Tucson Museum of Art’s Arizona Biennial, closing on October 11, includes many works addressing environmental themes, and two other exhibits closing later this month---at the Arizona-Sonora Desert Museum's Ironwood Gallery and the Tucson Jewish Community Center Fine Art Gallery---also have UA and environmental connections.
Sculpted kevlar and carbon fiber golden eagle wings by Jeffrey J. DaCosta greet visitors to Tucson Museum of Art’s Arizona Biennial. At first they feel oddly flightless, disembodied avian appendages mounted to the wall. That is, of course, until museum-goers pose for pictures with the piece, temporarily offering their bodies to the wings. It feels as if the kinetic energy of flight is captured and stored here, waiting to be released.
This metaphor of kinetic energy might be an apt way to approach much of the work in this year’s Biennial, which is organized into four themes: Nature, Reclamation, Violence, and Seduction.
Kinetic energy is the energy of motion, the energy of movement. I go to art to be moved, to end up somewhere different than I was before, to be provoked into new ways of seeing. Art can offer up both a mirror of broad cultural and societal preoccupations and pressures, while at the same time it can contain within it critiques or other ways of looking at the same preoccupations. This is its stored energy.
That we are currently seeing such a wide range of exhibits with environmental themes and connections, in Tucson and elsewhere, may speak to shifting cultural perceptions on climate change and its embedded socio-cultural-environmental challenges. As Marshall McLuhan famously put it, “I think of art, at its most significant, as a DEW line, a Distant Early Warning system that can always be relied on to tell the old culture what is beginning to happen to it.” The UK climate art group Cape Farewell, for example, is one of the groups that draws on McLuhan’s idea in climate art projects.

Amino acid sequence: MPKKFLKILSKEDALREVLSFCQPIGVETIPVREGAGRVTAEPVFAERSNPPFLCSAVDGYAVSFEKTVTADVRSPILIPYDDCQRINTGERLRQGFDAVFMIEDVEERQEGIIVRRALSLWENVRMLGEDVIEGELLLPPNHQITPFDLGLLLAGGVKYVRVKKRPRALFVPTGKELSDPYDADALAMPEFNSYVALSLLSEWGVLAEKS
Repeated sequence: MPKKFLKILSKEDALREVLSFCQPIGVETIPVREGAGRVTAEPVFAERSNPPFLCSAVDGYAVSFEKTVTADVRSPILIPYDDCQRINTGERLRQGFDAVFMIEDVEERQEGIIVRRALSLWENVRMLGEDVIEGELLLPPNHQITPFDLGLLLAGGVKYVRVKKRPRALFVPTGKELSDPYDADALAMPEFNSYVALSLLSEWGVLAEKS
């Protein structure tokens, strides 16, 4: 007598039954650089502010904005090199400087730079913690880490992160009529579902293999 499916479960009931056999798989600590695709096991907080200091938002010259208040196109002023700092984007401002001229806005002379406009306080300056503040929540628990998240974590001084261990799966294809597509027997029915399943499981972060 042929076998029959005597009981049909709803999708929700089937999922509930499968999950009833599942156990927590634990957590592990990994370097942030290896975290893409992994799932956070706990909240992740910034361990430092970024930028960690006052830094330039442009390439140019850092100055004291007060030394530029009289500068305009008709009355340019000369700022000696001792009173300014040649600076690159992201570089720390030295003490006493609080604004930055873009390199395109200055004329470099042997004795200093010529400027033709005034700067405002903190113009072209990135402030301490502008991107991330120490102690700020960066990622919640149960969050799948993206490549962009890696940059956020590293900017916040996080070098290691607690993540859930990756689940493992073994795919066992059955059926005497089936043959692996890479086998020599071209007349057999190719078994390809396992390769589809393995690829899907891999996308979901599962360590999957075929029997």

Here in Tucson, different conceptions of nature that are interwoven through the Arizona Biennial can be illustrated through two installation pieces, Daniel Johnson’s “Turf War, 2014” and Ellen McMahon and Beth Weinstein’s “Prone to Collapse.” Johnson’s is a square swath of Astro turf enclosed by a white picket fence. While the picket fence and lawn reference a kind of familiar suburban American ideal that includes lawns and a nuclear family, the fence is an act of enclosure, perhaps referencing a kind of detachment or alienation from nature.
McMahon and Weinstein’s piece can also be unsettling, but is inviting at the same time. McMahon and Weinstein, both University of Arizona professors, worked with images of forest canopy, recycled rolls from reams of architectural paper, and fir needles from mulched Christmas trees to build “Prone to Collapse.” The piece is set up like a canopy bed, and museumgoers are welcome to lie down with pillows stuffed of pine and fir, listen to a forest sound-scene by Jesse Chehak, and gaze up at images of the shifting canopy.
On a recent visit to the exhibit with a group from IE’s Art and Environment Network, Weinstein noted their impulse to work with “material captured in its flow,” a kind of recycling or repurposing of material to help tell an environmental story. That story is one of tree die-off and forest collapse related to climate change and drought.
Lying in “Prone to Collapse” is a dream-like experience, tinged with loss and sadness. It makes me think of the concept of solastalgia, a kind of nostalgia for place not based in distance from a place, but a sense of distress and loss while one is in place. In other words, like mourning the forest while being among the trees because of knowledge of environmental change and the forest being “prone to collapse.”
To get a taste of these works and others in the exhibit, check out this Arizona Public Media video or visit the museum before the exhibit closes October 11.